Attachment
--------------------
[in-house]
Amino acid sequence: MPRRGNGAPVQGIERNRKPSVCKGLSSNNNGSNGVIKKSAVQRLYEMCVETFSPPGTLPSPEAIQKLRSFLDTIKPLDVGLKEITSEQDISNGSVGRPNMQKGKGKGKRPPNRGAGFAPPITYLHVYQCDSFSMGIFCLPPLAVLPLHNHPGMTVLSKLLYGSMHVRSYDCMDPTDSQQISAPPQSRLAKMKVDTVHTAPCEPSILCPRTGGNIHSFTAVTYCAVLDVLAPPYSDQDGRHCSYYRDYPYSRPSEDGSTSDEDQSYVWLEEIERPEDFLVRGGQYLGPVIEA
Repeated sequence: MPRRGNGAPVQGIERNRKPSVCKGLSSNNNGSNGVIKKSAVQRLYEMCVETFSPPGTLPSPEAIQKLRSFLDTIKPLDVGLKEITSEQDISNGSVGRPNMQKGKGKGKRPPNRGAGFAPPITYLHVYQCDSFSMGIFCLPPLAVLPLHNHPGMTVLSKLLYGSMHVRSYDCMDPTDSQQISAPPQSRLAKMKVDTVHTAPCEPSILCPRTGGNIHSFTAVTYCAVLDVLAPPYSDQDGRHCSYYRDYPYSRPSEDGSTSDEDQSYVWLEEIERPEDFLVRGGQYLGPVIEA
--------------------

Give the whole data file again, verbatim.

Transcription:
[in-house]
Amino acid sequence: MPRRGNGAPVQGIERNRKPSVCKGLSSNNNGSNGVIKKSAVQRLYEMCVETFSPPGTLPSPEAIQKLRSFLDTIKPLDVGLKEITSEQDISNGSVGRPNMQKGKGKGKRPPNRGAGFAPPITYLHVYQCDSFSMGIFCLPPLAVLPLHNHPGMTVLSKLLYGSMHVRSYDCMDPTDSQQISAPPQSRLAKMKVDTVHTAPCEPSILCPRTGGNIHSFTAVTYCAVLDVLAPPYSDQDGRHCSYYRDYPYSRPSEDGSTSDEDQSYVWLEEIERPEDFLVRGGQYLGPVIEA
Repeated sequence: MPRRGNGAPVQGIERNRKPSVCKGLSSNNNGSNGVIKKSAVQRLYEMCVETFSPPGTLPSPEAIQKLRSFLDTIKPLDVGLKEITSEQDISNGSVGRPNMQKGKGKGKRPPNRGAGFAPPITYLHVYQCDSFSMGIFCLPPLAVLPLHNHPGMTVLSKLLYGSMHVRSYDCMDPTDSQQISAPPQSRLAKMKVDTVHTAPCEPSILCPRTGGNIHSFTAVTYCAVLDVLAPPYSDQDGRHCSYYRDYPYSRPSEDGSTSDEDQSYVWLEEIERPEDFLVRGGQYLGPVIEA